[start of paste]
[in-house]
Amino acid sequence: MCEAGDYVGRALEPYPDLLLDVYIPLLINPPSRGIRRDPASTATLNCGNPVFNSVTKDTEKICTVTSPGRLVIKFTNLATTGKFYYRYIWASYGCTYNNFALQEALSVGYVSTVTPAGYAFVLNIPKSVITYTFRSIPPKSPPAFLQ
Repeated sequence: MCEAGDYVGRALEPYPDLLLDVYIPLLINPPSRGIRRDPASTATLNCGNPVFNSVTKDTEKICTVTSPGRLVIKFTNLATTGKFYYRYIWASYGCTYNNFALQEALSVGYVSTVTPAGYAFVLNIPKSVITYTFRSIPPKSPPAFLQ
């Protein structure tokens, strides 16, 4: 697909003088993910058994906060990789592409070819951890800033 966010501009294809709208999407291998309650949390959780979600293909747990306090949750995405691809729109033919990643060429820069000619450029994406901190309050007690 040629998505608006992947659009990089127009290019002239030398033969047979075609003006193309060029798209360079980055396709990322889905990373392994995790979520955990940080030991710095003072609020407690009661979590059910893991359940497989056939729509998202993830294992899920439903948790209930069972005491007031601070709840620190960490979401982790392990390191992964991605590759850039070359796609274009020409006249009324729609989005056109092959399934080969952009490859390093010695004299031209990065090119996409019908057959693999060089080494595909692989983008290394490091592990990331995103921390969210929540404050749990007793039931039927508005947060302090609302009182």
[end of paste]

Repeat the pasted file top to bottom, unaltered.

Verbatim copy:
[in-house]
Amino acid sequence: MCEAGDYVGRALEPYPDLLLDVYIPLLINPPSRGIRRDPASTATLNCGNPVFNSVTKDTEKICTVTSPGRLVIKFTNLATTGKFYYRYIWASYGCTYNNFALQEALSVGYVSTVTPAGYAFVLNIPKSVITYTFRSIPPKSPPAFLQ
Repeated sequence: MCEAGDYVGRALEPYPDLLLDVYIPLLINPPSRGIRRDPASTATLNCGNPVFNSVTKDTEKICTVTSPGRLVIKFTNLATTGKFYYRYIWASYGCTYNNFALQEALSVGYVSTVTPAGYAFVLNIPKSVITYTFRSIPPKSPPAFLQ
């Protein structure tokens, strides 16, 4: 697909003088993910058994906060990789592409070819951890800033 966010501009294809709208999407291998309650949390959780979600293909747990306090949750995405691809729109033919990643060429820069000619450029994406901190309050007690 040629998505608006992947659009990089127009290019002239030398033969047979075609003006193309060029798209360079980055396709990322889905990373392994995790979520955990940080030991710095003072609020407690009661979590059910893991359940497989056939729509998202993830294992899920439903948790209930069972005491007031601070709840620190960490979401982790392990390191992964991605590759850039070359796609274009020409006249009324729609989005056109092959399934080969952009490859390093010695004299031209990065090119996409019908057959693999060089080494595909692989983008290394490091592990990331995103921390969210929540404050749990007793039931039927508005947060302090609302009182």